In office have done so. But he deserv-
es the support of every citizen when
he takes office on the fourth of next
(March.
Mr. Hughes brings to the presidency
a nation-wide reputation as a lawyer,
governor, and supreme court justice.
He has promised the nation that he
will execute the duties of his office
faithfully, that he will not allow party
preferences to sway him from the
course that he believes the best for the
whole country. He has kept faith with
his fellow citizens in the past, and
deserves the faith of the whole nation
at the present time.
President-elect Hughes will face
Democratic legislation which was
pushed through the preceding Con-
gress, much of which has proved dis-
pleasing to the voters, according to
the verdict of the election. He will
first have to deal with these left-overs
of the Wilson administration before
turning to the definitely .Republican
policies.
Our best wishes are for Mr. Hughes,
and we known that the verdict handed
down to him at the bar of public
opinion will stimulate him to four
years of service to the American peo-
ple.
NORDLIEN GIVES VIEW
OF DANISH ISLES SALE

DESPITE WAR PRICES
Our slightly -soiled=
novels, even the latest,
must sell at 500.
- -NVKIYBOSOE
ICSTUROKSES
PI CT U R AE S
Of
Flag Rush iand M. A. C. G a e
At
D0"kA IN E S
'The Only Studio on the Campus"
WE GRIND EYE GLASS

Claims Advantage to Be Gained
Temporary; Strong Hand
Necessary

Only

____
--

DETROIT UNITED LINES
ween Detroit, Ann Arbor and Jackson
s run on Eastern time, one hour faster
ocal time.
roit Limited and Express Cars--8:1o a
d hourly to 7:10 p. n., 9:10 p. Ill.
amazoo Limited Cars--8:48 a. in. and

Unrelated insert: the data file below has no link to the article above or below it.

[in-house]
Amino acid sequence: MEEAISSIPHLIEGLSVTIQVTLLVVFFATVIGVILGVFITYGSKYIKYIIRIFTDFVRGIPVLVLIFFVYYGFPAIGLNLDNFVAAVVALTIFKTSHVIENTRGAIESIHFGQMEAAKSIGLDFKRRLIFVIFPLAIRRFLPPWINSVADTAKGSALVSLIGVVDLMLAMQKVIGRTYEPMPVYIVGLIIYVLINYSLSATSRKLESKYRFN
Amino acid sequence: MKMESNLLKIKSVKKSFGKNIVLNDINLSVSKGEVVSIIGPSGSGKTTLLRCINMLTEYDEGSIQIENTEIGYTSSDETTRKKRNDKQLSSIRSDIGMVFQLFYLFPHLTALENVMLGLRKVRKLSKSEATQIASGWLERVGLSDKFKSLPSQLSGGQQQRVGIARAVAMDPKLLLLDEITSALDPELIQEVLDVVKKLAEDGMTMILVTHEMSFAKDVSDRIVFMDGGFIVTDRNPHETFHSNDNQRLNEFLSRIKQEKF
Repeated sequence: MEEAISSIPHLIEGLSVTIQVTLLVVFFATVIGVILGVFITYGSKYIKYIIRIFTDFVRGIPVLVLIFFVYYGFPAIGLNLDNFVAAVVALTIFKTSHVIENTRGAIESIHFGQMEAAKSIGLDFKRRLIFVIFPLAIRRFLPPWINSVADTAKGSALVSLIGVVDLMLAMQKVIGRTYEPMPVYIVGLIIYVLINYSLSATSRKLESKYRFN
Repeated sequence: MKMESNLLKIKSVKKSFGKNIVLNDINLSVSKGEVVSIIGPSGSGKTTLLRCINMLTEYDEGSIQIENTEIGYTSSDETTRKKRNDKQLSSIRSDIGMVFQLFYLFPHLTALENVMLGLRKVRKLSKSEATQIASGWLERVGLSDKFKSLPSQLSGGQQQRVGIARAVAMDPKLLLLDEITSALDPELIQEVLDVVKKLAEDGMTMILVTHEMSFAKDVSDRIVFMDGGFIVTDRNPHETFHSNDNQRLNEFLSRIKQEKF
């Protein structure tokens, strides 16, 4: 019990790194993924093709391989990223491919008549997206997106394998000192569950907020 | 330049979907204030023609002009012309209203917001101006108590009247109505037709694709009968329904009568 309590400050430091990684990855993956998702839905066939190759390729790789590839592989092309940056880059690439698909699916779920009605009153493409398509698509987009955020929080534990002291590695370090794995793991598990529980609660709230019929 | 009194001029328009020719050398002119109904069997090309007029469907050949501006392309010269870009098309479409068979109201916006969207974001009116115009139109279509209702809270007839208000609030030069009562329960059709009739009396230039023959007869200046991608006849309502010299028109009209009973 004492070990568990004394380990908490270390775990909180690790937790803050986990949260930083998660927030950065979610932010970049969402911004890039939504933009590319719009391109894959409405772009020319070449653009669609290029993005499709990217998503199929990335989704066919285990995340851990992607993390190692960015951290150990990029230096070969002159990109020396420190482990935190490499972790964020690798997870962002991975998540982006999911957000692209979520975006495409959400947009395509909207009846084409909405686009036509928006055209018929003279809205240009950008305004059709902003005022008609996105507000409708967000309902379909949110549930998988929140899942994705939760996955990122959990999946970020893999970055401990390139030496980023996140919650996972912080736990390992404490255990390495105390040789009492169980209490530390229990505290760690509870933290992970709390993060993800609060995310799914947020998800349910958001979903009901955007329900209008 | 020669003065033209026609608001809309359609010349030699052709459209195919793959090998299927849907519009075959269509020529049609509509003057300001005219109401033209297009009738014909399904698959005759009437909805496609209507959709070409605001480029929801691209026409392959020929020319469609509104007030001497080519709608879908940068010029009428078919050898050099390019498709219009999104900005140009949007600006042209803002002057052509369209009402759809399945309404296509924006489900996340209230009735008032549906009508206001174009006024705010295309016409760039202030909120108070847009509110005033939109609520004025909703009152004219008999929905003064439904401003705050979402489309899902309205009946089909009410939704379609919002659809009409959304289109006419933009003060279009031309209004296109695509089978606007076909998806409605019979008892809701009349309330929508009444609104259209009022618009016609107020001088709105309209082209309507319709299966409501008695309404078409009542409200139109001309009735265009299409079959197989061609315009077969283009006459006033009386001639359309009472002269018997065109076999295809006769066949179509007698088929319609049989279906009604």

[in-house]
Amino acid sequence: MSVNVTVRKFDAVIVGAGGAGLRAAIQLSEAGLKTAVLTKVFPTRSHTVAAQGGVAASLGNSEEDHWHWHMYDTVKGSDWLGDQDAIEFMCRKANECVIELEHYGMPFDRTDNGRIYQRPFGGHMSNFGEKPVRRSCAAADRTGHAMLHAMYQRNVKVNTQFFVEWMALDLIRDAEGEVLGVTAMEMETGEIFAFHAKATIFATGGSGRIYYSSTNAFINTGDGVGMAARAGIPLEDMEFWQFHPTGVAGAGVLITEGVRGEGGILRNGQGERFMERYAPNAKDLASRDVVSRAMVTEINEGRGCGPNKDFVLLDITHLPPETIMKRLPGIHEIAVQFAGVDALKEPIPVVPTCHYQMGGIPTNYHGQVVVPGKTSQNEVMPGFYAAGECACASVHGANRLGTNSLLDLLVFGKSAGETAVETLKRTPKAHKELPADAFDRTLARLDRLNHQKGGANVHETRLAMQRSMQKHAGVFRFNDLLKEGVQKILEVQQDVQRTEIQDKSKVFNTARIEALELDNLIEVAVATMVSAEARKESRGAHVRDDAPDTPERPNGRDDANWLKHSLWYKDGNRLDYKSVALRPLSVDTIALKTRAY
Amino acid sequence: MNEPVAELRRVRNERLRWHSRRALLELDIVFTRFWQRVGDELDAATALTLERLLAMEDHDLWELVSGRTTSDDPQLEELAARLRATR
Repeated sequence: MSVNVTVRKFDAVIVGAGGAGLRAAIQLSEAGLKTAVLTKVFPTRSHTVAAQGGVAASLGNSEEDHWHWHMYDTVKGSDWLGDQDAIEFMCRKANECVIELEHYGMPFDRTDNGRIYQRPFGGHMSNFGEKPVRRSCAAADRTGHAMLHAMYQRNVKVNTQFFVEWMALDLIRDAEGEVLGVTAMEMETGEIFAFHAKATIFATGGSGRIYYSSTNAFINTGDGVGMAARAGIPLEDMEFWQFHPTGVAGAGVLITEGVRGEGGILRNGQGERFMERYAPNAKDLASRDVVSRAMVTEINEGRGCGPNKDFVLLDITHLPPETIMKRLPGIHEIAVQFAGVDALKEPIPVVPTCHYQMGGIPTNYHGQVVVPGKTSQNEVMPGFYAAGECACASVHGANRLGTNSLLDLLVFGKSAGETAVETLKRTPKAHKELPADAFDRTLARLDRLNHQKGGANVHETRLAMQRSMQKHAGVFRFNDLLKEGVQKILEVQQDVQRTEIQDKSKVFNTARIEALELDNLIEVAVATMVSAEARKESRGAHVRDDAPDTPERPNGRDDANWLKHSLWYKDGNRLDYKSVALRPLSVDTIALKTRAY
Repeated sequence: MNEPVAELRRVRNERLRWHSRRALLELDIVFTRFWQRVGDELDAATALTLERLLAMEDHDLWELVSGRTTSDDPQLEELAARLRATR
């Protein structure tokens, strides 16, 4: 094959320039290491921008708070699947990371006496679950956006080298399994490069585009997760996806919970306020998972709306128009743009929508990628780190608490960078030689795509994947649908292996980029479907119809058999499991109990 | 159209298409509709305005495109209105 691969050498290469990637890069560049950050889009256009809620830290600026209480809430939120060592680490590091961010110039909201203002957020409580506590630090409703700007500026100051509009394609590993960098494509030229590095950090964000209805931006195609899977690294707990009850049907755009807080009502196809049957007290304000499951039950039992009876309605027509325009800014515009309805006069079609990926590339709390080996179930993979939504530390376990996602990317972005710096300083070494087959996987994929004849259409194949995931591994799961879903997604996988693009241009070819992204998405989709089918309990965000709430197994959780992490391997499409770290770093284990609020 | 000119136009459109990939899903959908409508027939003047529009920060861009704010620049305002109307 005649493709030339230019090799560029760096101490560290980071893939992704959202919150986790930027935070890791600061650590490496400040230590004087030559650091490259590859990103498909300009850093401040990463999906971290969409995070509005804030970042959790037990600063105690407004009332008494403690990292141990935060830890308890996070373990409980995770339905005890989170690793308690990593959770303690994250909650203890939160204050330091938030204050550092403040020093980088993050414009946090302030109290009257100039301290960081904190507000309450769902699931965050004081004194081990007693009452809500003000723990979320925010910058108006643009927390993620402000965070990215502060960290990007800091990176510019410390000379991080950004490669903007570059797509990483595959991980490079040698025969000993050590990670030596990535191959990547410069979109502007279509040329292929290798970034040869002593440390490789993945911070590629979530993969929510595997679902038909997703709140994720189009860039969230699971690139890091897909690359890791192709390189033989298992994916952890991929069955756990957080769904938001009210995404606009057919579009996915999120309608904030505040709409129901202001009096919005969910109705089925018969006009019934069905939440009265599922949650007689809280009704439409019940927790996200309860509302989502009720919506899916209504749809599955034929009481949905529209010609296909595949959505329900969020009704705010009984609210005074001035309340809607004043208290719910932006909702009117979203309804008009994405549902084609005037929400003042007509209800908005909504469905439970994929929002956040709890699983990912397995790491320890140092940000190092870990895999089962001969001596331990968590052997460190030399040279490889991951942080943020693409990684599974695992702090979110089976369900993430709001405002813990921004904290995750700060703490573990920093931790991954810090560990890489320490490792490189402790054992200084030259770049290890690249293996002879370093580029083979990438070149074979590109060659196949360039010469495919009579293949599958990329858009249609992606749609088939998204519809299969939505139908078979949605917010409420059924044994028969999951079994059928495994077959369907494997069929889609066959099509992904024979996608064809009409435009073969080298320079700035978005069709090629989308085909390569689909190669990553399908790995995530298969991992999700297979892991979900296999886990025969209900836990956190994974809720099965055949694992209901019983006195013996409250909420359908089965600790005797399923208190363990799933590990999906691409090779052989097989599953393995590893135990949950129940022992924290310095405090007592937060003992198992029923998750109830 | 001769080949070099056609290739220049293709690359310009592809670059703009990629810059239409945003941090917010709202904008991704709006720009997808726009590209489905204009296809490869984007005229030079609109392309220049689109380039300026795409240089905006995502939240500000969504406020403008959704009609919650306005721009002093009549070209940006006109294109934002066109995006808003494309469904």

two hours to 6:48 p. in.; to Lansing,
kson Express Cars--(Local stops west of
Arbor)--9:48 a. in. and every two hours
48 P. m.
al Cars Eastbound-s:35 a. in, 6:40 a.
.o5 a. ni, and every two hours to 7:05 p.
:05 P. 1n., 9:05 P. tn., 10:50 p. ni. to
anti only. 9:2o a. in., 9:5o a. in., 2":o5 p.
:05 p. i., 11:45 p. nm, 1 :o a. in., :20
To Saline, change at Ypsilanti.
cal Cars Westbound-6 :o5 a. m., 7:50 a.
o :2o p. in.. 12:'20 a. mn.
Farmers & Mechanics Bank
Offers the Best in Modern Banking
SECURITY " . -EFFICIENCY
enient and Pleasant Ouarters. You will
eased With Our Service. Two Offices
105 8. Main St. 330 S. State St.
0PEWRITERS of all makes,
ile or Rent. Cleaning &
apairing. TYPEWRITING &
EMEOGRAPHING. SUPPLIES
O DM or 1 1

We Offer You
SECURITY - - SERVICE - - LOCATION

Resources $3,800,000

Ann Arbor Savings Bank
Incorporated 1869
Main Office--
Northwest Corner Main and Huron
Branch Office- -
707 North University Ave.
332 State St
UODERN BARBER SHOPt

Copenhagen, Nov. 7.-(Special) The
last experts giving evidence before the
West Indies Isles sale commission
were two ex-governors, Nordlien and
Helweg Larsen. While Nordlien said
the advantage to be gained by the sale
would be only temporary, Larsen gave
an interesting view of the whole situ-
ation. He said that if the reforms
were to be of any use, a strong hand
would be necessary against the ne-
groes. He quoted Theodore Roosevelt
as having once said to him
"It is a great mistake to believe that
the negro is a white man with a black
skin."
Referring to the strike and the part
therein played by Hamilton Jackson,
Larsen said that after the governor
negotiated an agreement with the
strike leaders, the negroes did less
work and conditions became such that
the white managers scarcely dared to
appear in the fields, while the lives of
the whites were in danger.f
During all last year St. Croix was on
the edge of revolt, he said, only the
presence of a Danish cruiser and an
excellent gendarmerie keeping the sit-
uation in hand. A man furnished with
dictatorial authority, he said, must be
sent out to raise a voice against the
laborers, and also against the employ-
ers. Otherwise, he thought, it would
be better to give up all thought of re-
forms and part with the islands im-
mediately.

IN OUR OWN SHOP

s

AALLE RETFULLER
STATE STREET JEWELLERS

k

SAFETY RAZORS
ALL KINDS
SHARPENED
See window at
the